US cybersecurity officials, speaking at the RSA Conference in San Francisco, urge businesses not to grow complacent about the continuing threat of cyberattack. The Wall Street Journal quotes CISA's Jen Easterly “I don’t think we are out of the woods in terms of a threat at this point in time. We’re only 100 days into this war,” she said. “We know that it’s part of the Russian playbook to use malicious cyber activity, whether it’s through a state-sponsored entity, whether it’s through criminally aligned groups," she said. “Given the kinetic nature of the fighting, the brutality and the atrocities, there has been a lot of focus on that aspect of it, but there has also been a huge amount of cyber activity from the Russians against Ukraine." NSA's cybersecurity director Rob Joyce concurred: “What I can say is, from intelligence, the threat was and is real. The Russians have a capability that we need to be cautious about, and they are at a decision point of if or when they choose to apply that." An op-ed by Easterly and National Cybersecurity Director Chris Inglis published this week in CyberScoop also emphasized the continuing threat of Russian cyber operations.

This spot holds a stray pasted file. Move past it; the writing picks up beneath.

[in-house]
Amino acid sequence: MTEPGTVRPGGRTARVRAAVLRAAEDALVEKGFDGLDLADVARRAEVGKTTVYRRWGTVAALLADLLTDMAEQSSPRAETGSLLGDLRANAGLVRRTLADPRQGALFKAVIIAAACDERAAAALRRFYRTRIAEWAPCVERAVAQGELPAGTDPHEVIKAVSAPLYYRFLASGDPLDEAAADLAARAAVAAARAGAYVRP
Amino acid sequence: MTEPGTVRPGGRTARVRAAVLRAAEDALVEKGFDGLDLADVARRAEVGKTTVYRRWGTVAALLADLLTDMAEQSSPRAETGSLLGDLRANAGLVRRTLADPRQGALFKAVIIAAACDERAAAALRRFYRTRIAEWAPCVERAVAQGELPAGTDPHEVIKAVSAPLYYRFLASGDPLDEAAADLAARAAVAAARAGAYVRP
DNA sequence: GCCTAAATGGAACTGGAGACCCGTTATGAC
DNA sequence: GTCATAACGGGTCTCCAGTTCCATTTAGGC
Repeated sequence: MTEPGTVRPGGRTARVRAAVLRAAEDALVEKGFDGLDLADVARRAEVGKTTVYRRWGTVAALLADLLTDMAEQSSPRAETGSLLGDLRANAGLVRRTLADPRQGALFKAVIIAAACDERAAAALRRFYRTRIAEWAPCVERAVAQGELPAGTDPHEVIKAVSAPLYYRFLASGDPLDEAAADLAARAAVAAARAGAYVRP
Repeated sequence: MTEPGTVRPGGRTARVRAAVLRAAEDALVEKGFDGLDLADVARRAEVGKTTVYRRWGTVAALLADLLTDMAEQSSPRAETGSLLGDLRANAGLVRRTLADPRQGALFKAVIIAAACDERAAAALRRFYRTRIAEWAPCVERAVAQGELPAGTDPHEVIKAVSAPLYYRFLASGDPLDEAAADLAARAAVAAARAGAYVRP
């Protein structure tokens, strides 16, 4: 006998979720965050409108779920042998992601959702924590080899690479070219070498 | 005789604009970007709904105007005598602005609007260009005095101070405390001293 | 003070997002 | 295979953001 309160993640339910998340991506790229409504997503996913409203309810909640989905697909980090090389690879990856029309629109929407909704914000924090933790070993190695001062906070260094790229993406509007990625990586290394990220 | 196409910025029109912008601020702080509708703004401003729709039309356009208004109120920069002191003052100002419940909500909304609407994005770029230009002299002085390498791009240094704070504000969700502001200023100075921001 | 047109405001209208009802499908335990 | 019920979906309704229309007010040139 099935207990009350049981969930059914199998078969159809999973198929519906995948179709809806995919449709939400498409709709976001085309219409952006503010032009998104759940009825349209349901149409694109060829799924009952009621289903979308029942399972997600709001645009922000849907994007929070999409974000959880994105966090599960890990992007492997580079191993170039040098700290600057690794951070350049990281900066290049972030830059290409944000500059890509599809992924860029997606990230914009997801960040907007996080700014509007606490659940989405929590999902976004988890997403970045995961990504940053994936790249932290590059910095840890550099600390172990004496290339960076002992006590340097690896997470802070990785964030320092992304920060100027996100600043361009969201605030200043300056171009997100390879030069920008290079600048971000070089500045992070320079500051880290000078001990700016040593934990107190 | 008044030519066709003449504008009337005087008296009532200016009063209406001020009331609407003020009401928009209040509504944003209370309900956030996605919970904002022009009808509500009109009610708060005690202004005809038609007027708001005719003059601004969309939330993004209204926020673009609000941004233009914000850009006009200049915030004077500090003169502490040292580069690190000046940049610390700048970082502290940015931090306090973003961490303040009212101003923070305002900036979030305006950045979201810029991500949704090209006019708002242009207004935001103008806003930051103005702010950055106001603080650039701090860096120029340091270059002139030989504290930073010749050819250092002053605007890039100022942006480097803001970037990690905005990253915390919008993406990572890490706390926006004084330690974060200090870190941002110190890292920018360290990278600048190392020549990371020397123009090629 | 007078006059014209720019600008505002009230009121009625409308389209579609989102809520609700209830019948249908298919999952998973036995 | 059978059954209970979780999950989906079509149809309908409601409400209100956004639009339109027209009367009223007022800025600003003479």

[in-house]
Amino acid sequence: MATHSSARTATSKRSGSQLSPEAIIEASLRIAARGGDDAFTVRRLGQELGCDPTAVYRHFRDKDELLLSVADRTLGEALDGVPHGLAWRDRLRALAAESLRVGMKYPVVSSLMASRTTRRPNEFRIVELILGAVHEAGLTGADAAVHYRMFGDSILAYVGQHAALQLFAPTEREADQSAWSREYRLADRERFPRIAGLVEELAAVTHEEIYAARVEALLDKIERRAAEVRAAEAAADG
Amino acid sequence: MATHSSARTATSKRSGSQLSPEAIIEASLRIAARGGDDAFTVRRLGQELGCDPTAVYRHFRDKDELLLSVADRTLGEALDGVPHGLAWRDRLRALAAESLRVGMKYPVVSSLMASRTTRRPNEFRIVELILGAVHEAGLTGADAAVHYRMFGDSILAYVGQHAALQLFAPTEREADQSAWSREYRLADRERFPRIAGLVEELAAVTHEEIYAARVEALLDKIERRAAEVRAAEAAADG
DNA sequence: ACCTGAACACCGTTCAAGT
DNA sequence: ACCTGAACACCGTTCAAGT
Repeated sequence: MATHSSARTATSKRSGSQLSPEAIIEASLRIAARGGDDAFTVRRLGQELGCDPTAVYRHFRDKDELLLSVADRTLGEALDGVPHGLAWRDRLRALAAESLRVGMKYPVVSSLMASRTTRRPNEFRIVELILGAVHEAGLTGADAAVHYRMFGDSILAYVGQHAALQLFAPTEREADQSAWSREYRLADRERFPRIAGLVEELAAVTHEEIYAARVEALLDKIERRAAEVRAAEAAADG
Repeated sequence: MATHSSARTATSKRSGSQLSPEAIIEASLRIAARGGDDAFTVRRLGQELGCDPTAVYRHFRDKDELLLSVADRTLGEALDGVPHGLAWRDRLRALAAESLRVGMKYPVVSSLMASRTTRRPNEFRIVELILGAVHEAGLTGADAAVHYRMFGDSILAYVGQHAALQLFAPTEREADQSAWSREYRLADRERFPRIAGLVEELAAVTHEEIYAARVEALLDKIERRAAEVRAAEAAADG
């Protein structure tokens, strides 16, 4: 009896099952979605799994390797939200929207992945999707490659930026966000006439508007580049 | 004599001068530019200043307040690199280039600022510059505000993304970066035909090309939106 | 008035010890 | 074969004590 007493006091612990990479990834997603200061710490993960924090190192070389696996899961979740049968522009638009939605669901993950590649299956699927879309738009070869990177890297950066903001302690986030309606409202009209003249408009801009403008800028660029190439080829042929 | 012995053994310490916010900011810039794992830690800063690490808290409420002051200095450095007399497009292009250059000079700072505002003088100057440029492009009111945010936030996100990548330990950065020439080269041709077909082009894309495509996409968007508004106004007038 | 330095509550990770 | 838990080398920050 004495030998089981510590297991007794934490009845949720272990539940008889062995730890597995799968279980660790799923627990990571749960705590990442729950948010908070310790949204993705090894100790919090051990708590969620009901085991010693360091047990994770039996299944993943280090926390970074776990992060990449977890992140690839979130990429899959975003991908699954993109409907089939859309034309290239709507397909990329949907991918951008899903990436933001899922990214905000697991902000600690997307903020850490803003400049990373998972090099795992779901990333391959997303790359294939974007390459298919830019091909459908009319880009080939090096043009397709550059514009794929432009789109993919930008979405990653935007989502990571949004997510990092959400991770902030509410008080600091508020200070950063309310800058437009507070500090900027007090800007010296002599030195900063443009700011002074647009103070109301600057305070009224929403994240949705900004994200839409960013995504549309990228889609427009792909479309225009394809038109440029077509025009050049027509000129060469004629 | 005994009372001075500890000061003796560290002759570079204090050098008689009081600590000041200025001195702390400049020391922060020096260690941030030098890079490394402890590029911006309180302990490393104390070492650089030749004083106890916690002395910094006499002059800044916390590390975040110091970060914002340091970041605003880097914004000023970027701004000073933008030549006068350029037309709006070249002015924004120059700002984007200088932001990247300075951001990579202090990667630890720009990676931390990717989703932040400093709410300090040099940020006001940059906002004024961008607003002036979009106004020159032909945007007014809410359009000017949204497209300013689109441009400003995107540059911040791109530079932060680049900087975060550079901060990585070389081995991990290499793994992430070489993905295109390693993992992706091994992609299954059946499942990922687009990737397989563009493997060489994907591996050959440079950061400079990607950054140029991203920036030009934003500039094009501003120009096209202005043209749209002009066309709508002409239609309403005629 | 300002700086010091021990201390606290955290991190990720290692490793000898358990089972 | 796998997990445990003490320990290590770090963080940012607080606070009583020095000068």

Russia, for its part, sees aggression in cyberspace as largely an American phenomenon. A Washington Post analysis summarizes recent statements from Moscow warning that the US must face the consequences if it continues what the Kremlin characterizes as a cyber campaign against Russia. “We do not recommend that the United States provoke Russia into retaliatory measures," Foreign Ministry cyber lead Andrei Krutskikh said. "A rebuff will certainly follow. It will be firm and resolute. However, the outcome of this ‘mess’ could be catastrophic, because there will be no winners in a direct cyber clash of states.”